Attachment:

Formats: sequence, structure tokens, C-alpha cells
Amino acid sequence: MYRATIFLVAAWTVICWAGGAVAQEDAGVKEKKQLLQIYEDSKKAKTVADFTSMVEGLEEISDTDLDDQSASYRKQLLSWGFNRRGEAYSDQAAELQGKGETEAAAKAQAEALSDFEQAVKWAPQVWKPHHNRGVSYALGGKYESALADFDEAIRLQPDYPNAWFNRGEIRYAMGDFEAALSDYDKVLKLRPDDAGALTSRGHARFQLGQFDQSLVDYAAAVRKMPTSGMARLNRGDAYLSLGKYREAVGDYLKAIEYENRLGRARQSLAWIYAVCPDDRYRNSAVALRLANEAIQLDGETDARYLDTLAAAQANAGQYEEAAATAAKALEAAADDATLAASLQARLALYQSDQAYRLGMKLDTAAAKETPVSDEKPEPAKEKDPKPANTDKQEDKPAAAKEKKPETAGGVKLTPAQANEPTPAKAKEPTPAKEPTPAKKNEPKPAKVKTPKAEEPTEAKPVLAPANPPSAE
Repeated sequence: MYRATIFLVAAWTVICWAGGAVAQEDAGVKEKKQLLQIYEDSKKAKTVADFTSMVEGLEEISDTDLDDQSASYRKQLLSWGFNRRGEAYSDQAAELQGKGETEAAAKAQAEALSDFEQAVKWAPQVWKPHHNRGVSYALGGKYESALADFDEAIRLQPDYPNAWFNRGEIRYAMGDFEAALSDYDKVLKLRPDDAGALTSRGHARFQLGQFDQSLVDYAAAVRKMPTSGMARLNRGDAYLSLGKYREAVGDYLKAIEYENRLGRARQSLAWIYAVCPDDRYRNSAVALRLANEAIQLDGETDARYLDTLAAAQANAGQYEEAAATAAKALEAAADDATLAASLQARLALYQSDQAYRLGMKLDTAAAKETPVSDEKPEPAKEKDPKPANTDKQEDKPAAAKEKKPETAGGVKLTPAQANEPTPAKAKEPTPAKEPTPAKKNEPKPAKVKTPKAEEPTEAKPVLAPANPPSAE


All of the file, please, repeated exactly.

Formats: sequence, structure tokens, C-alpha cells
Amino acid sequence: MYRATIFLVAAWTVICWAGGAVAQEDAGVKEKKQLLQIYEDSKKAKTVADFTSMVEGLEEISDTDLDDQSASYRKQLLSWGFNRRGEAYSDQAAELQGKGETEAAAKAQAEALSDFEQAVKWAPQVWKPHHNRGVSYALGGKYESALADFDEAIRLQPDYPNAWFNRGEIRYAMGDFEAALSDYDKVLKLRPDDAGALTSRGHARFQLGQFDQSLVDYAAAVRKMPTSGMARLNRGDAYLSLGKYREAVGDYLKAIEYENRLGRARQSLAWIYAVCPDDRYRNSAVALRLANEAIQLDGETDARYLDTLAAAQANAGQYEEAAATAAKALEAAADDATLAASLQARLALYQSDQAYRLGMKLDTAAAKETPVSDEKPEPAKEKDPKPANTDKQEDKPAAAKEKKPETAGGVKLTPAQANEPTPAKAKEPTPAKEPTPAKKNEPKPAKVKTPKAEEPTEAKPVLAPANPPSAE
Repeated sequence: MYRATIFLVAAWTVICWAGGAVAQEDAGVKEKKQLLQIYEDSKKAKTVADFTSMVEGLEEISDTDLDDQSASYRKQLLSWGFNRRGEAYSDQAAELQGKGETEAAAKAQAEALSDFEQAVKWAPQVWKPHHNRGVSYALGGKYESALADFDEAIRLQPDYPNAWFNRGEIRYAMGDFEAALSDYDKVLKLRPDDAGALTSRGHARFQLGQFDQSLVDYAAAVRKMPTSGMARLNRGDAYLSLGKYREAVGDYLKAIEYENRLGRARQSLAWIYAVCPDDRYRNSAVALRLANEAIQLDGETDARYLDTLAAAQANAGQYEEAAATAAKALEAAADDATLAASLQARLALYQSDQAYRLGMKLDTAAAKETPVSDEKPEPAKEKDPKPANTDKQEDKPAAAKEKKPETAGGVKLTPAQANEPTPAKAKEPTPAKEPTPAKKNEPKPAKVKTPKAEEPTEAKPVLAPANPPSAE